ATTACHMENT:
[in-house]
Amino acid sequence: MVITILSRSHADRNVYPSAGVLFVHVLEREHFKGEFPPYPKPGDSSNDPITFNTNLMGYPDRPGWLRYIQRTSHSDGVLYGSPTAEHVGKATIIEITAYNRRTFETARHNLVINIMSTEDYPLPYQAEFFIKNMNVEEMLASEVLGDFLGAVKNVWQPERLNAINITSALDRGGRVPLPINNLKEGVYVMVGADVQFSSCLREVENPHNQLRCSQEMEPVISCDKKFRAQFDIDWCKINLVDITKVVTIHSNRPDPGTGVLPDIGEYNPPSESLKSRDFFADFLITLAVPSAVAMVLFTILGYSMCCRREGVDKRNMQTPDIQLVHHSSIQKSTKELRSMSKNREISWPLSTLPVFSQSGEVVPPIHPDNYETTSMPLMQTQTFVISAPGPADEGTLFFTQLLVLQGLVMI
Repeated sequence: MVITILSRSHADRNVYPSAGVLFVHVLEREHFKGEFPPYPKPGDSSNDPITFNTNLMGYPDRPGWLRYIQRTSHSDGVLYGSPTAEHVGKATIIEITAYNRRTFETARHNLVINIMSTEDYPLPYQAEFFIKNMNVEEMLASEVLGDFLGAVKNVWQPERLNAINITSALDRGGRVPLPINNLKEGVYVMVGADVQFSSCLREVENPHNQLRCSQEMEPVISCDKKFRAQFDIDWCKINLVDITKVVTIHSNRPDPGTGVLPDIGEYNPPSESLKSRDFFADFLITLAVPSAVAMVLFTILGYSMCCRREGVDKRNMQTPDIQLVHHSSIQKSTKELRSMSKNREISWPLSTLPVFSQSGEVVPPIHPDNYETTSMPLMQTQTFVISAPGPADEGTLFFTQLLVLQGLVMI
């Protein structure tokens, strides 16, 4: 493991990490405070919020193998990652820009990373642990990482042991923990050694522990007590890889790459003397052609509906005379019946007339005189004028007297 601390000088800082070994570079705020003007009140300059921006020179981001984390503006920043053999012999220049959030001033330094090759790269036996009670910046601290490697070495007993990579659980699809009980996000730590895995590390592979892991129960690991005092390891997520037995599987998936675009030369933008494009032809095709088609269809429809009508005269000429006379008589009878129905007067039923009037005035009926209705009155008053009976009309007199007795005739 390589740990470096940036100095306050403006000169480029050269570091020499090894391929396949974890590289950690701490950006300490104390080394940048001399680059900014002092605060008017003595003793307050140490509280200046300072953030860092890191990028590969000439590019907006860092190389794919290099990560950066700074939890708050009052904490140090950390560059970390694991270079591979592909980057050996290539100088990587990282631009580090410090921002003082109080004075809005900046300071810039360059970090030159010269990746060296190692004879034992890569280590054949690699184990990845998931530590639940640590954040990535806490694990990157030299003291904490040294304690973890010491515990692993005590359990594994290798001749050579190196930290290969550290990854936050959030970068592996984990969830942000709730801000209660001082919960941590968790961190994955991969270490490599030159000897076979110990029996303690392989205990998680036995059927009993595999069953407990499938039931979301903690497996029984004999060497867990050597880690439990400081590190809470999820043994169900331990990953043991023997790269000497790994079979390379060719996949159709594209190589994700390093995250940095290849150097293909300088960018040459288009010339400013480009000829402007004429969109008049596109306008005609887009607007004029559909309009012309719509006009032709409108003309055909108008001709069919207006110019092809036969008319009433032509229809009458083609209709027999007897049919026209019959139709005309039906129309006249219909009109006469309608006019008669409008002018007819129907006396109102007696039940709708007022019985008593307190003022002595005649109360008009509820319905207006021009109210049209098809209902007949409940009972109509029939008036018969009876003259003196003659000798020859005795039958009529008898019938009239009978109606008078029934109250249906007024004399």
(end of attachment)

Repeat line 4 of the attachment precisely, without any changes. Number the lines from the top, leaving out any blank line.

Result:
């Protein structure tokens, strides 16, 4: 493991990490405070919020193998990652820009990373642990990482042991923990050694522990007590890889790459003397052609509906005379019946007339005189004028007297 601390000088800082070994570079705020003007009140300059921006020179981001984390503006920043053999012999220049959030001033330094090759790269036996009670910046601290490697070495007993990579659980699809009980996000730590895995590390592979892991129960690991005092390891997520037995599987998936675009030369933008494009032809095709088609269809429809009508005269000429006379008589009878129905007067039923009037005035009926209705009155008053009976009309007199007795005739 390589740990470096940036100095306050403006000169480029050269570091020499090894391929396949974890590289950690701490950006300490104390080394940048001399680059900014002092605060008017003595003793307050140490509280200046300072953030860092890191990028590969000439590019907006860092190389794919290099990560950066700074939890708050009052904490140090950390560059970390694991270079591979592909980057050996290539100088990587990282631009580090410090921002003082109080004075809005900046300071810039360059970090030159010269990746060296190692004879034992890569280590054949690699184990990845998931530590639940640590954040990535806490694990990157030299003291904490040294304690973890010491515990692993005590359990594994290798001749050579190196930290290969550290990854936050959030970068592996984990969830942000709730801000209660001082919960941590968790961190994955991969270490490599030159000897076979110990029996303690392989205990998680036995059927009993595999069953407990499938039931979301903690497996029984004999060497867990050597880690439990400081590190809470999820043994169900331990990953043991023997790269000497790994079979390379060719996949159709594209190589994700390093995250940095290849150097293909300088960018040459288009010339400013480009000829402007004429969109008049596109306008005609887009607007004029559909309009012309719509006009032709409108003309055909108008001709069919207006110019092809036969008319009433032509229809009458083609209709027999007897049919026209019959139709005309039906129309006249219909009109006469309608006019008669409008002018007819129907006396109102007696039940709708007022019985008593307190003022002595005649109360008009509820319905207006021009109210049209098809209902007949409940009972109509029939008036018969009876003259003196003659000798020859005795039958009529008898019938009239009978109606008078029934109250249906007024004399």